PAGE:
Wire coat or clothes hangers seem to accumulate around the house, yet you don't have to throw them away if you want to find another use for them. Use them in craft projects and around the house to keep coat hangers out of the landfill and in use as other helpful things.
A wire coat hanger makes an excellent frame for a decorative wreath, made as a home decor accent or as a gift. Leave the hook on the hanger and bend the rest of the hanger into a circle or heart shape. You can now make a wreath in several different ways. You can make a tied fabric wreath by cutting many small rectangles of fabric, folding them into strips, and tying them around the hanger frame. Finish it off with a matching painted wooden decoration, some artificial flowers or a charm hanging from the middle. Another approach is to use floral wire to fasten artificial or real flowers, twigs, evergreen stems or berry bunches to the hanger frame, overlapping stems so the end result is a nature-inspired covered wreath. Use the hook as a hanger for the wreath by leaving it as it is or bending it backwards to hide it under the wreath.
Two wire coat hangers can be the bones of costume wings or decorative butterflies. To make fairy wings a child can wear, bend the two hangers into B shapes and encase the frames in sheer fabric like tulle. Glue or sew on ribbons, beads and glitter to decorate, and use the two hanger hooks to hook together at the back or cut them off and twist the end wires together if desired. You can add elastic strips to the back as well to secure it as part of a costume. You can also make tissue paper butterflies to decorate a party, room or classroom with two hangers. Bend the hook part of the hanger toward its main triangular shape. Coat everything but the hooks with a thin layer of white glue. Carefully sandwich the hanger between two pieces of white or coloured tissue paper and press the paper onto the frame like a wing. You can decorate the tissue paper ahead of time for different looks. Then, use coordinating pipe cleaners to wire the two necks of the hooks together, and unbend the hooks slightly so they are more like antennae. Wrap more pipe cleaners in the middle if you want a thicker butterfly body and extend it past the necks of the hangers if you like.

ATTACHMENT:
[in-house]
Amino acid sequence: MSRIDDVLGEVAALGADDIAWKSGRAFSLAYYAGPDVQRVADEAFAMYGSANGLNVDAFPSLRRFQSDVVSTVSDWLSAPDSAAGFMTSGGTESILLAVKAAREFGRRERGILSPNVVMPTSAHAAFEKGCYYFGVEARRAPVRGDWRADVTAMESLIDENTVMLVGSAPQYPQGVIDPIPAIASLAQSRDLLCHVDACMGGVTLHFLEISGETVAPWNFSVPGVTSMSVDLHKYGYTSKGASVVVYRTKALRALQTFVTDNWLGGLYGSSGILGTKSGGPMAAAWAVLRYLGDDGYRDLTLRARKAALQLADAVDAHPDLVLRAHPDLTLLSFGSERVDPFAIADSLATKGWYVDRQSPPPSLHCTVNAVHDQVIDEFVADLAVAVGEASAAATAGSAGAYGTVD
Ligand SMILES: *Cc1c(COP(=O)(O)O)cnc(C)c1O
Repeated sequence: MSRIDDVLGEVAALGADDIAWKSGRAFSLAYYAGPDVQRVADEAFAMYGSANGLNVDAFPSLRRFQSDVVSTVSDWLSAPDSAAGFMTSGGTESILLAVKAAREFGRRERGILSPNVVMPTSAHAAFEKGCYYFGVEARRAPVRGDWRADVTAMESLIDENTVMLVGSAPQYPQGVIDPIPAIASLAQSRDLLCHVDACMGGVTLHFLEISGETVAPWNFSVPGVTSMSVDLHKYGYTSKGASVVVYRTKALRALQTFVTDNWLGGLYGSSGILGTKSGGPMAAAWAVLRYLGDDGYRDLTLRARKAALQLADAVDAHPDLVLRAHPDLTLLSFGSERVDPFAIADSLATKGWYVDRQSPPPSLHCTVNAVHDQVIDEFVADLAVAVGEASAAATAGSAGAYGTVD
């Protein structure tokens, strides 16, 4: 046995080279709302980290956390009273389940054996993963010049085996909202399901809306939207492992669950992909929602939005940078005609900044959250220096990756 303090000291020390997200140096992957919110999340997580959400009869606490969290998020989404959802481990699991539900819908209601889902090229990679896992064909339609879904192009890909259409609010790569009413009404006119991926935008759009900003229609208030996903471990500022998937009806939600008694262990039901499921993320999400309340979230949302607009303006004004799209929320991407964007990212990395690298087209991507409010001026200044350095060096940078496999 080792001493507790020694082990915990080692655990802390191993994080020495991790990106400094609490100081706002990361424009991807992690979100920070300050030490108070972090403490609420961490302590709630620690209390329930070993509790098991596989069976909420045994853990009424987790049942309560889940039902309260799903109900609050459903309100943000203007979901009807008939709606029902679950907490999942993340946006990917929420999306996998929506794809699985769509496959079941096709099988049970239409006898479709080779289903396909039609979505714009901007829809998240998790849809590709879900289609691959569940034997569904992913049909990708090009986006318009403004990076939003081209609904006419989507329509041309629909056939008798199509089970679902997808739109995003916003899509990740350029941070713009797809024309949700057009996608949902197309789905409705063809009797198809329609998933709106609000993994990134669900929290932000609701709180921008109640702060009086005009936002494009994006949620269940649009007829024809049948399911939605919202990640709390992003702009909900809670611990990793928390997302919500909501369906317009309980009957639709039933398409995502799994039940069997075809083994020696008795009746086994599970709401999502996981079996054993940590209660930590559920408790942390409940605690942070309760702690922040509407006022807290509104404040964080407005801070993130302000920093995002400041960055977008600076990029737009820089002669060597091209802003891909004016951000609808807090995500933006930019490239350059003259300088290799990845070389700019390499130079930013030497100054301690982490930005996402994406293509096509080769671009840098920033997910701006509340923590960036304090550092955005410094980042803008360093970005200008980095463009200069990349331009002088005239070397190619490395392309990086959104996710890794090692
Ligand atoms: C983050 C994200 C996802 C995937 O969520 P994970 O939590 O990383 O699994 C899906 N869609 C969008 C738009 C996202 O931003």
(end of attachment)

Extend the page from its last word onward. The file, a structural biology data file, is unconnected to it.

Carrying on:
Clothes hangers can also become several handy items around the house instead of being tossed out. For instance, you can make a flowerpot hanger from a wire clothes hanger. Straighten out the triangular part of the hanger into a circle, and place it around the lip of a flowerpot that is smaller than the circle. Just hold one side of the hanger against the pot and pinch the other side at the right size to hold the pot firmly. Twist the remaining hanger on itself to secure the holder and hang from the hook. The same technique can create a paint can holder or a tool holder. Or, if you have children around, make giant bubble wands by stretching wire hangers into shapes like a heart, star, triangle and circle, then let them blow huge bubbles outdoors by swooping the hangers through the air. These work well twisted around wooden dowels to help kids hold the bubble wands better.